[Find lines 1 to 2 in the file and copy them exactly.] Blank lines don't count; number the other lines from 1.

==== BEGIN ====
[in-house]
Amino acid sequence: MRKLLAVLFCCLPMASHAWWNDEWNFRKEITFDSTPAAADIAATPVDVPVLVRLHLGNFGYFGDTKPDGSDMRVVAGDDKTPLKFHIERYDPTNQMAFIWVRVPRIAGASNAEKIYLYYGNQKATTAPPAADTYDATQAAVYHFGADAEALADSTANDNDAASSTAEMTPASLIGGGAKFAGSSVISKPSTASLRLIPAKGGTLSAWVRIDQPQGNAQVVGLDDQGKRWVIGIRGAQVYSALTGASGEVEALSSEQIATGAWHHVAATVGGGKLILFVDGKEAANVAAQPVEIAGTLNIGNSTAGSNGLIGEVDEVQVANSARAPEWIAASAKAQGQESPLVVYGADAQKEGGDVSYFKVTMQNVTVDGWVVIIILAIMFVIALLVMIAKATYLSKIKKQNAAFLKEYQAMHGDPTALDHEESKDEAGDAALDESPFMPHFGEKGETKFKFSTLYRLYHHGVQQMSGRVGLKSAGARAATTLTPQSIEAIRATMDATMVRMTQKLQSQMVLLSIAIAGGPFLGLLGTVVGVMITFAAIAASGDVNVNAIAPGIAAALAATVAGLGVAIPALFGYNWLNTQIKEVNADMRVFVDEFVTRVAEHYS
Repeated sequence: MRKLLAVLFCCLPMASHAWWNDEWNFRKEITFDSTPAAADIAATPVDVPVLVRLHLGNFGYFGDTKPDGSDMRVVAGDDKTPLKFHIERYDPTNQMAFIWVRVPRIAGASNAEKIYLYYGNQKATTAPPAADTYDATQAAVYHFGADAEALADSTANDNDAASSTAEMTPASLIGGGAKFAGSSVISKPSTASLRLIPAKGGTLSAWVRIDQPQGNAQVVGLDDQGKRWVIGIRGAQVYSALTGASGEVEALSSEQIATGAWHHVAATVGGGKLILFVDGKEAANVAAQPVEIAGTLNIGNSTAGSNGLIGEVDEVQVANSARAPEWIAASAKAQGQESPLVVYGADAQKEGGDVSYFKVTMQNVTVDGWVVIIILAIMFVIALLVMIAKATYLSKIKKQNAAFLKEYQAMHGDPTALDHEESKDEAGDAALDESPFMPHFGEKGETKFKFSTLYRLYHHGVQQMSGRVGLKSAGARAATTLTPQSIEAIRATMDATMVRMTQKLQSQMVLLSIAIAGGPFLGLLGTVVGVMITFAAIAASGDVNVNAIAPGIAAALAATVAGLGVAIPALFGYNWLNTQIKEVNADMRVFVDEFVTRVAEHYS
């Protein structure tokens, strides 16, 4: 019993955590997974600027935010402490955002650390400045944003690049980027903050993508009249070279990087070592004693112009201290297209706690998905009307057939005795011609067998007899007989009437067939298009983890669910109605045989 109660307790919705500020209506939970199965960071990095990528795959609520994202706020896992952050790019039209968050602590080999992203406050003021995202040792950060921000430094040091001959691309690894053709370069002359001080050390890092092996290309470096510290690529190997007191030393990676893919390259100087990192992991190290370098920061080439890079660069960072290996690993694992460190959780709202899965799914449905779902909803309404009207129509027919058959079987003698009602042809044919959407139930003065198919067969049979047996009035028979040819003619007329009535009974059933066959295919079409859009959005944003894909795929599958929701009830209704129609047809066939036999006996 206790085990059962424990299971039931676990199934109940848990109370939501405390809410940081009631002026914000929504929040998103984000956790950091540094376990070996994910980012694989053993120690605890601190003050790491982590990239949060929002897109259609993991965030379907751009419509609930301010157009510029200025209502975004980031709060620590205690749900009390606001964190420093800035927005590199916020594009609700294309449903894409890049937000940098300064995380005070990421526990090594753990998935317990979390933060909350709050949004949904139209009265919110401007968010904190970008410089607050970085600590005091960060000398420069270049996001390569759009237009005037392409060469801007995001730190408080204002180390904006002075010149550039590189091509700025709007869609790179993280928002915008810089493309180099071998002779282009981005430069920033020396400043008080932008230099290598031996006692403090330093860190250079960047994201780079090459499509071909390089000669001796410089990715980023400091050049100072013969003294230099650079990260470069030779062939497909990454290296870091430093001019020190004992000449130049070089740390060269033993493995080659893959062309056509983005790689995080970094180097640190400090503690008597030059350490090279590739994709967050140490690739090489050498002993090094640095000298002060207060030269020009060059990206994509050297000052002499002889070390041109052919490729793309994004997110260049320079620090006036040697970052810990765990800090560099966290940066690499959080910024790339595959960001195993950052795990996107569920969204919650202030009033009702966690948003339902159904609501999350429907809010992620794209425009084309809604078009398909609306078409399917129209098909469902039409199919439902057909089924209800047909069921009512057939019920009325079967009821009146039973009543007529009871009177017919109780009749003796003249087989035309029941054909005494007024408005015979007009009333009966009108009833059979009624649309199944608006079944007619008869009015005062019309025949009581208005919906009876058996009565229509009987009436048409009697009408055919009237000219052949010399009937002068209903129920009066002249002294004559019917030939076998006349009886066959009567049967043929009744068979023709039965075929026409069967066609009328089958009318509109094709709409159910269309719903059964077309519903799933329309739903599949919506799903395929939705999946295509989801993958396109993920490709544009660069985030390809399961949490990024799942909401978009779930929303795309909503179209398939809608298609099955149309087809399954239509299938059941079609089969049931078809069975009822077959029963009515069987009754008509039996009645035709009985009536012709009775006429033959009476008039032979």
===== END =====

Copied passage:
[in-house]
Amino acid sequence: MRKLLAVLFCCLPMASHAWWNDEWNFRKEITFDSTPAAADIAATPVDVPVLVRLHLGNFGYFGDTKPDGSDMRVVAGDDKTPLKFHIERYDPTNQMAFIWVRVPRIAGASNAEKIYLYYGNQKATTAPPAADTYDATQAAVYHFGADAEALADSTANDNDAASSTAEMTPASLIGGGAKFAGSSVISKPSTASLRLIPAKGGTLSAWVRIDQPQGNAQVVGLDDQGKRWVIGIRGAQVYSALTGASGEVEALSSEQIATGAWHHVAATVGGGKLILFVDGKEAANVAAQPVEIAGTLNIGNSTAGSNGLIGEVDEVQVANSARAPEWIAASAKAQGQESPLVVYGADAQKEGGDVSYFKVTMQNVTVDGWVVIIILAIMFVIALLVMIAKATYLSKIKKQNAAFLKEYQAMHGDPTALDHEESKDEAGDAALDESPFMPHFGEKGETKFKFSTLYRLYHHGVQQMSGRVGLKSAGARAATTLTPQSIEAIRATMDATMVRMTQKLQSQMVLLSIAIAGGPFLGLLGTVVGVMITFAAIAASGDVNVNAIAPGIAAALAATVAGLGVAIPALFGYNWLNTQIKEVNADMRVFVDEFVTRVAEHYS